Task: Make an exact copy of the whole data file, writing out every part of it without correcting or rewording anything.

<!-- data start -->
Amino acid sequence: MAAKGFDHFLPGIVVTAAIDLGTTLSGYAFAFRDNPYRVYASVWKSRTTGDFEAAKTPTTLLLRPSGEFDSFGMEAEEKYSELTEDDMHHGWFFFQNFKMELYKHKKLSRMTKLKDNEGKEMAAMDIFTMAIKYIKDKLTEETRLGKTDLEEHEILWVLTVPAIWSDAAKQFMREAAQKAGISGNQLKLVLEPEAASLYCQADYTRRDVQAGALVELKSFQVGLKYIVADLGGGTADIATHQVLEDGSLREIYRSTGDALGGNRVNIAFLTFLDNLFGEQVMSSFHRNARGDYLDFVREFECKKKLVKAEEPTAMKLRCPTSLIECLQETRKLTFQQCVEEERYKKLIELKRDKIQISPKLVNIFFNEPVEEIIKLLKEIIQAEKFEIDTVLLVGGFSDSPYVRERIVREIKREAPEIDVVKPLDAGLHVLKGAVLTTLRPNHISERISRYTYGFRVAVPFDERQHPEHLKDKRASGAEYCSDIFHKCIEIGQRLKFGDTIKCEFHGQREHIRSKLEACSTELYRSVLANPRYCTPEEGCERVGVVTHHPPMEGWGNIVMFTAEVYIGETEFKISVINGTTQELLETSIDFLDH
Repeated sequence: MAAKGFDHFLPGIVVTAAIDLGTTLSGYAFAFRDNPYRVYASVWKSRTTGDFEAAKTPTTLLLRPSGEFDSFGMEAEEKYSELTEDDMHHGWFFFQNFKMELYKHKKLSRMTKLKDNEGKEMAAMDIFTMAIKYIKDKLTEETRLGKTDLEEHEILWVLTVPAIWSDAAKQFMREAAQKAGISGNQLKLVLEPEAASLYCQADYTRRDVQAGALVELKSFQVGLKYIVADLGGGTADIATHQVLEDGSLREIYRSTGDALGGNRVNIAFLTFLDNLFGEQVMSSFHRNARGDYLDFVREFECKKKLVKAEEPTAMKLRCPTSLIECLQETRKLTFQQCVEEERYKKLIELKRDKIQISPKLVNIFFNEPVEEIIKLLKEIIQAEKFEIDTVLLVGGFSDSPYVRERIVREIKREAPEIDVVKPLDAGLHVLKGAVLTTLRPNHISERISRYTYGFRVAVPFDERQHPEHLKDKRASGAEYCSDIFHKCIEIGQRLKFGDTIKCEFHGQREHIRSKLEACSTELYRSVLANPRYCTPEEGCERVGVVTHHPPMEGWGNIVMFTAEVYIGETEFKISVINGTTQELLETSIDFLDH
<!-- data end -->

Amino acid sequence: MAAKGFDHFLPGIVVTAAIDLGTTLSGYAFAFRDNPYRVYASVWKSRTTGDFEAAKTPTTLLLRPSGEFDSFGMEAEEKYSELTEDDMHHGWFFFQNFKMELYKHKKLSRMTKLKDNEGKEMAAMDIFTMAIKYIKDKLTEETRLGKTDLEEHEILWVLTVPAIWSDAAKQFMREAAQKAGISGNQLKLVLEPEAASLYCQADYTRRDVQAGALVELKSFQVGLKYIVADLGGGTADIATHQVLEDGSLREIYRSTGDALGGNRVNIAFLTFLDNLFGEQVMSSFHRNARGDYLDFVREFECKKKLVKAEEPTAMKLRCPTSLIECLQETRKLTFQQCVEEERYKKLIELKRDKIQISPKLVNIFFNEPVEEIIKLLKEIIQAEKFEIDTVLLVGGFSDSPYVRERIVREIKREAPEIDVVKPLDAGLHVLKGAVLTTLRPNHISERISRYTYGFRVAVPFDERQHPEHLKDKRASGAEYCSDIFHKCIEIGQRLKFGDTIKCEFHGQREHIRSKLEACSTELYRSVLANPRYCTPEEGCERVGVVTHHPPMEGWGNIVMFTAEVYIGETEFKISVINGTTQELLETSIDFLDH
Repeated sequence: MAAKGFDHFLPGIVVTAAIDLGTTLSGYAFAFRDNPYRVYASVWKSRTTGDFEAAKTPTTLLLRPSGEFDSFGMEAEEKYSELTEDDMHHGWFFFQNFKMELYKHKKLSRMTKLKDNEGKEMAAMDIFTMAIKYIKDKLTEETRLGKTDLEEHEILWVLTVPAIWSDAAKQFMREAAQKAGISGNQLKLVLEPEAASLYCQADYTRRDVQAGALVELKSFQVGLKYIVADLGGGTADIATHQVLEDGSLREIYRSTGDALGGNRVNIAFLTFLDNLFGEQVMSSFHRNARGDYLDFVREFECKKKLVKAEEPTAMKLRCPTSLIECLQETRKLTFQQCVEEERYKKLIELKRDKIQISPKLVNIFFNEPVEEIIKLLKEIIQAEKFEIDTVLLVGGFSDSPYVRERIVREIKREAPEIDVVKPLDAGLHVLKGAVLTTLRPNHISERISRYTYGFRVAVPFDERQHPEHLKDKRASGAEYCSDIFHKCIEIGQRLKFGDTIKCEFHGQREHIRSKLEACSTELYRSVLANPRYCTPEEGCERVGVVTHHPPMEGWGNIVMFTAEVYIGETEFKISVINGTTQELLETSIDFLDH